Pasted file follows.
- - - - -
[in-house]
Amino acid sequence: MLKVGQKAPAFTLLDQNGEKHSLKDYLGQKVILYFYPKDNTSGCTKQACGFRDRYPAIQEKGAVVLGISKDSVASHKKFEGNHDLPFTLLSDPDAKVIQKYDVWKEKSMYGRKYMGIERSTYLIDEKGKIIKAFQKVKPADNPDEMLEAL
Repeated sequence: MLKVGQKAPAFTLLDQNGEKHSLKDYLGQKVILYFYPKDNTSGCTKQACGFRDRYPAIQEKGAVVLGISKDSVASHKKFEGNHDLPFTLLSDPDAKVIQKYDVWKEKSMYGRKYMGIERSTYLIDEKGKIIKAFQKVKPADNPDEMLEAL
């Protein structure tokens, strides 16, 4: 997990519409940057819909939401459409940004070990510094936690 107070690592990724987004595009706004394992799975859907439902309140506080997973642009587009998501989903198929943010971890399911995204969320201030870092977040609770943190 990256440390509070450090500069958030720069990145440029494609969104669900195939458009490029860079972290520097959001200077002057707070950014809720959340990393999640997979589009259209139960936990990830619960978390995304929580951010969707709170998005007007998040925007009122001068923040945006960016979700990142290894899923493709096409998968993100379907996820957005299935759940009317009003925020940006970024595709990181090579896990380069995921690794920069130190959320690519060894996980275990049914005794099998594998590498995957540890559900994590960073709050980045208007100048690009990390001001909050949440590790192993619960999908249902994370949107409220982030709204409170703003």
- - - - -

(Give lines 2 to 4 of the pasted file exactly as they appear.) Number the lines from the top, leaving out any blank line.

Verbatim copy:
Amino acid sequence: MLKVGQKAPAFTLLDQNGEKHSLKDYLGQKVILYFYPKDNTSGCTKQACGFRDRYPAIQEKGAVVLGISKDSVASHKKFEGNHDLPFTLLSDPDAKVIQKYDVWKEKSMYGRKYMGIERSTYLIDEKGKIIKAFQKVKPADNPDEMLEAL
Repeated sequence: MLKVGQKAPAFTLLDQNGEKHSLKDYLGQKVILYFYPKDNTSGCTKQACGFRDRYPAIQEKGAVVLGISKDSVASHKKFEGNHDLPFTLLSDPDAKVIQKYDVWKEKSMYGRKYMGIERSTYLIDEKGKIIKAFQKVKPADNPDEMLEAL
């Protein structure tokens, strides 16, 4: 997990519409940057819909939401459409940004070990510094936690 107070690592990724987004595009706004394992799975859907439902309140506080997973642009587009998501989903198929943010971890399911995204969320201030870092977040609770943190 990256440390509070450090500069958030720069990145440029494609969104669900195939458009490029860079972290520097959001200077002057707070950014809720959340990393999640997979589009259209139960936990990830619960978390995304929580951010969707709170998005007007998040925007009122001068923040945006960016979700990142290894899923493709096409998968993100379907996820957005299935759940009317009003925020940006970024595709990181090579896990380069995921690794920069130190959320690519060894996980275990049914005794099998594998590498995957540890559900994590960073709050980045208007100048690009990390001001909050949440590790192993619960999908249902994370949107409220982030709204409170703003």